Tulsa Race Massacre

Our guest is Carlos Moreno, a Tulsa-based graphic designer, researcher, and freelance writer who originally hails from California, and who's been living and working in Tulsa since the 1990s. Moreno joins us to discuss his new book, "The Victory of Greenwood." This volume presents a novel and engrossing history of Tulsa's Greenwood community by offering more than 20 different biographical portraits of such key "Black Wall Street" figures as John and Loula Williams, B.C. Franklin, the Rev. Ben H. Hill, Edwin McCabe, George Monroe, and various others.

Facebook / Justice For Greenwood Foundation

The legal team representing the three known living survivors of the 1921 Tulsa Race Massacre in a lawsuit for reparations for the attack and its ongoing harm said they may bring additional litigation regarding the city of Tulsa's oversight of the search for massacre victims' remains.

City of Tulsa

TULSA, Okla. (AP) — The examination of remains exhumed from a Tulsa cemetery has not yet confirmed that they were victims of the Tulsa Race Massacre, an investigator said Monday.


An online store that pays homage to Black Wall Street is open for a limited brick-and-mortar run, and it’s trying to raise the profile of other local, Black-owned brands, too.

City of Tulsa

Researchers said Tuesday that they have now uncovered 15 more burials in an Oaklawn Cemetery mass grave since an October test excavation revealed 12 in their search for 1921 Tulsa Race Massacre victims, bringing the total to 27 presumed sets of remains with still more "very likely" to be discovered.

"We were able to then come back today and actually initiate the process of excavation on some of the individual burials," Dr. Kary Stackelbeck, Oklahoma's state archaeologist, said during a press briefing at the Tulsa Fire Museum adjacent to the cemetery.

Our guest is the highly regarded American conductor and music director, David Robertson.  He'll be holding the baton at the BOK Center this weekend, as the Tulsa Symphony Orchestra joins forces with Wynton Marsalis, the Jazz at Lincoln Center Orchestra, and a festival choir to perform All Rise (Symphony No. 1), an epic blues suite composed by Marsalis that will take place Sunday, June 6th, at 3pm.

Councilor Joe Deere

The Cherokee Nation Tribal Councilor representing the district that includes much of the historic Greenwood neighborhood destroyed in the 1921 Tulsa Race Massacre says he believes reparations are due to the attack's survivors and descendants.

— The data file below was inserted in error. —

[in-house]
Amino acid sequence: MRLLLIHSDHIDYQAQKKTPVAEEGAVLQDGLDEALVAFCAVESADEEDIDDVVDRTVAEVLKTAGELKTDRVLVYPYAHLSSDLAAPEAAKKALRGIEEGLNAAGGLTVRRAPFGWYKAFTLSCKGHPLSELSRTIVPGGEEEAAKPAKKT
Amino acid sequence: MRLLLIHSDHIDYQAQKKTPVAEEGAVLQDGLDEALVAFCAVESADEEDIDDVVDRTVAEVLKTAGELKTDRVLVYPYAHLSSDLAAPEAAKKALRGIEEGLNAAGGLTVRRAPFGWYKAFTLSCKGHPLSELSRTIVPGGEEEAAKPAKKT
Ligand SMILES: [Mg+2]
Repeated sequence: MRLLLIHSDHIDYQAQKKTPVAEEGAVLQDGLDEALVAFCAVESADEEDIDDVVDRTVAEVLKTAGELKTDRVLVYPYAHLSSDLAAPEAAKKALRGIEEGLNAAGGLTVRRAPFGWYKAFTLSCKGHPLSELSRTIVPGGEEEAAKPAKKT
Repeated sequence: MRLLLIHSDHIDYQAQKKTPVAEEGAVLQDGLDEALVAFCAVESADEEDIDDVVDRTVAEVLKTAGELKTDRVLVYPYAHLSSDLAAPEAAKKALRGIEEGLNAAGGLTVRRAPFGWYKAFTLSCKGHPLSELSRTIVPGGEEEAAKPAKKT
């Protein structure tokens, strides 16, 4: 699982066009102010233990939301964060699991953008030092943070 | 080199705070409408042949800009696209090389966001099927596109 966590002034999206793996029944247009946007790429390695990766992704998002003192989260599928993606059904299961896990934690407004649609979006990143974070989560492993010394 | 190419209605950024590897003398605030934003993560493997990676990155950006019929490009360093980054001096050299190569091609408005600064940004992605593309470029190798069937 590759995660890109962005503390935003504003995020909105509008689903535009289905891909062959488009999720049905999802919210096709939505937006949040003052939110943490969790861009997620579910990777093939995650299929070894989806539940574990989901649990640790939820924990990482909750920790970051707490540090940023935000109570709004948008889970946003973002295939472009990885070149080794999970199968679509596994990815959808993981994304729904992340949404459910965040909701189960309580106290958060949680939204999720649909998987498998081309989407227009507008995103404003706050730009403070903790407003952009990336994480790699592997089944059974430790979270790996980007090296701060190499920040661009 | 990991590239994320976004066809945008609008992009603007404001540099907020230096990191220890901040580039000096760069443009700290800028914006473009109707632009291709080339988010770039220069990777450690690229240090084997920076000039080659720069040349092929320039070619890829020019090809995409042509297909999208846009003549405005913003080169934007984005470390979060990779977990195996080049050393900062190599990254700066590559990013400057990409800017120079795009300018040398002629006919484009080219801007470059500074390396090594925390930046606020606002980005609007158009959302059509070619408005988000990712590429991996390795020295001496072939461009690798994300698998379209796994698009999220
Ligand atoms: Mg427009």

Councilor Joe Deere welcomed attendees of the Black Wall Street Legacy Festival's main event on Sunday at the Oklahoma State University - Tulsa campus to the Cherokee Nation reservation.

Oklahoma Historical Society

Updated June 3, 10:10 a.m. to reflect Councilor Kara Joy McKee's response to Greg Robinson during the meeting.

Matt Trotter / KWGS

Tulsa City Councilors are set to consider a resolution Wednesday to apologize and commit to making tangible amends for the 1921 Tulsa Race Massacre and for discriminatory policies that followed and caused further harm to north Tulsa.

That work includes setting up a process for the community to develop recommendations to aid reconciliation. 

Our guest is the Tulsa-based pianist and composer, Barron Ryan, who tells us about his new piano trio, "My Soul is Full of Troubles." Written for piano, violin, and cello -- and commissioned by Chamber Music Tulsa on the centennial of the Tulsa Race Massacre -- the work will have its world premiere on June 3rd at the Greenwood Cultural Center at 7pm. A second performance will be given on June 4th at noon at St. John's Episcopal Church, and this additional presentation will moreover be offered as a free Facebook livestream.

President Joe Biden on Tuesday became the first sitting president to visit Tulsa to commemorate the Tulsa Race Massacre, arguably the worst racist attack in American history.

White mobs, many deputized and armed by local officials, burned the Black community of Greenwood to the ground May 31 and June 1, 1921. They killed as many as 300 residents and took thousands more to internment camps.

Chris Polansky / KWGS

Updated 3:07 p.m. to correct the pool reporter's quote attributed to President Joe Biden.  

President Joe Biden toured Greenwood Cultural Center and met with the living survivors of the 1921 Tulsa Race Massacre after arriving in Tulsa early Tuesday afternoon.

Greenwood Cultural Center Program Director Mechelle Brown-Burdex led Biden on the tour, showing him the history of "the most successful, prosperous Black-owned business district in the country."

Matt Trotter / KWGS

According to official records, fewer than 40 people died during the Tulsa Race Massacre. But it’s believed white attackers killed as many as 300 people, with bodies dumped into mass graves and no record of what happened to them.

The Tulsa Community Remembrance Coalition and the Equal Justice Initiative have collected soil throughout Greenwood to commemorate massacre victims. The final collection event took place Monday, 100 years to the day after the massacre started.

The White House

President Joe Biden issued a proclamation Monday honoring the victims of the 1921 Tulsa Race Massacre 100 years later and vowing to work toward undoing systemic racism in the U.S.

Chris Polansky / KWGS News

TULSA, Okla. (AP) — Hundreds gathered Monday for an interfaith service dedicating a prayer wall outside historic Vernon African Methodist Episcopal Church in Tulsa’s Greenwood neighborhood on the centennial of the first day of one of the deadliest racist massacres in the nation.

Massacre Documentaries Offer Deep Dive Into Tragedy

May 30, 2021
City of Tulsa

LOS ANGELES (AP) — Several documentary filmmakers — some backed by NBA superstars — are shedding light on the historically ignored Tulsa Race Massacre of 1921, one of the most horrific tragedies in American history. 

Rep. Sheila Jackson Lee's Office

The sponsor of a bill to create a federal commission studying reparations said she stands with those pursuing reparations for people affected by the 1921 Tulsa Race Massacre.

Rep. Sheila Jackson Lee of Texas said H.R.40 will also help the cause in Tulsa because the commission it establishes will look not only at slavery, but also state and local practices used to brutalize and disadvantage Black Americans.

University of Tulsa